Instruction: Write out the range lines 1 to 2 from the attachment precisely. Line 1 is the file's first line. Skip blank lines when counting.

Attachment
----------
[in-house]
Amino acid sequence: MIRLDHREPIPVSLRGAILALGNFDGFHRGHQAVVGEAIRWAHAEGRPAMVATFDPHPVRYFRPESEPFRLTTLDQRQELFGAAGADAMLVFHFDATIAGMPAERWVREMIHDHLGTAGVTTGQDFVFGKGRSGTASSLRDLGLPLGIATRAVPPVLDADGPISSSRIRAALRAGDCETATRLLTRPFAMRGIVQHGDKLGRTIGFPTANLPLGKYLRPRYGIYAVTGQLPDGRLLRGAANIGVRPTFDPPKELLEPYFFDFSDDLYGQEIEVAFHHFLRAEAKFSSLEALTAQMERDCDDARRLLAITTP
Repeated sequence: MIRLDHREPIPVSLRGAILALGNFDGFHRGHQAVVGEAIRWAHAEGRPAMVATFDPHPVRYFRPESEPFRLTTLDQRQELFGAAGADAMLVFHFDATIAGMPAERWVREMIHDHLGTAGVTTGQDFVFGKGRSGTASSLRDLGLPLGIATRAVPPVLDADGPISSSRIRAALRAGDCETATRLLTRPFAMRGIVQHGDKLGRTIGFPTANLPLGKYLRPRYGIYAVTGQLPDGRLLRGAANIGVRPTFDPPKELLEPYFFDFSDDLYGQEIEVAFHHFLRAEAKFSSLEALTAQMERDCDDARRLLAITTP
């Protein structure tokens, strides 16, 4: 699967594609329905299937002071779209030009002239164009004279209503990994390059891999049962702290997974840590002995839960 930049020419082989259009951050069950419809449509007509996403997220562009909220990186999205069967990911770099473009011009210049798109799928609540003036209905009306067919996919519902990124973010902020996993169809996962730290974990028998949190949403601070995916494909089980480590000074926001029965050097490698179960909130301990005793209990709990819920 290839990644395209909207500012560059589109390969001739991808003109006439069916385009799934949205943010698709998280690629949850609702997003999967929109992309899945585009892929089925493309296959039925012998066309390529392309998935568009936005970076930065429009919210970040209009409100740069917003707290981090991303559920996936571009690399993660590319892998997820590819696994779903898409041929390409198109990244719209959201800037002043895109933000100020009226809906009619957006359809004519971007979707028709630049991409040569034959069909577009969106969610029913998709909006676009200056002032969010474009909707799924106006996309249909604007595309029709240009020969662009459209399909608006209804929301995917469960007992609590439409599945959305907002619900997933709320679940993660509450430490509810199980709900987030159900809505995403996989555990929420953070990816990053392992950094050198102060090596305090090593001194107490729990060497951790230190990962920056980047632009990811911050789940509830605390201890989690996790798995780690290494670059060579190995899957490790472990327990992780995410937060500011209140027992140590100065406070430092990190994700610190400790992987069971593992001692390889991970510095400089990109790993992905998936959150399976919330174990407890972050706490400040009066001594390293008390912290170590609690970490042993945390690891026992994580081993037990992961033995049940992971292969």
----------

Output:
[in-house]
Amino acid sequence: MIRLDHREPIPVSLRGAILALGNFDGFHRGHQAVVGEAIRWAHAEGRPAMVATFDPHPVRYFRPESEPFRLTTLDQRQELFGAAGADAMLVFHFDATIAGMPAERWVREMIHDHLGTAGVTTGQDFVFGKGRSGTASSLRDLGLPLGIATRAVPPVLDADGPISSSRIRAALRAGDCETATRLLTRPFAMRGIVQHGDKLGRTIGFPTANLPLGKYLRPRYGIYAVTGQLPDGRLLRGAANIGVRPTFDPPKELLEPYFFDFSDDLYGQEIEVAFHHFLRAEAKFSSLEALTAQMERDCDDARRLLAITTP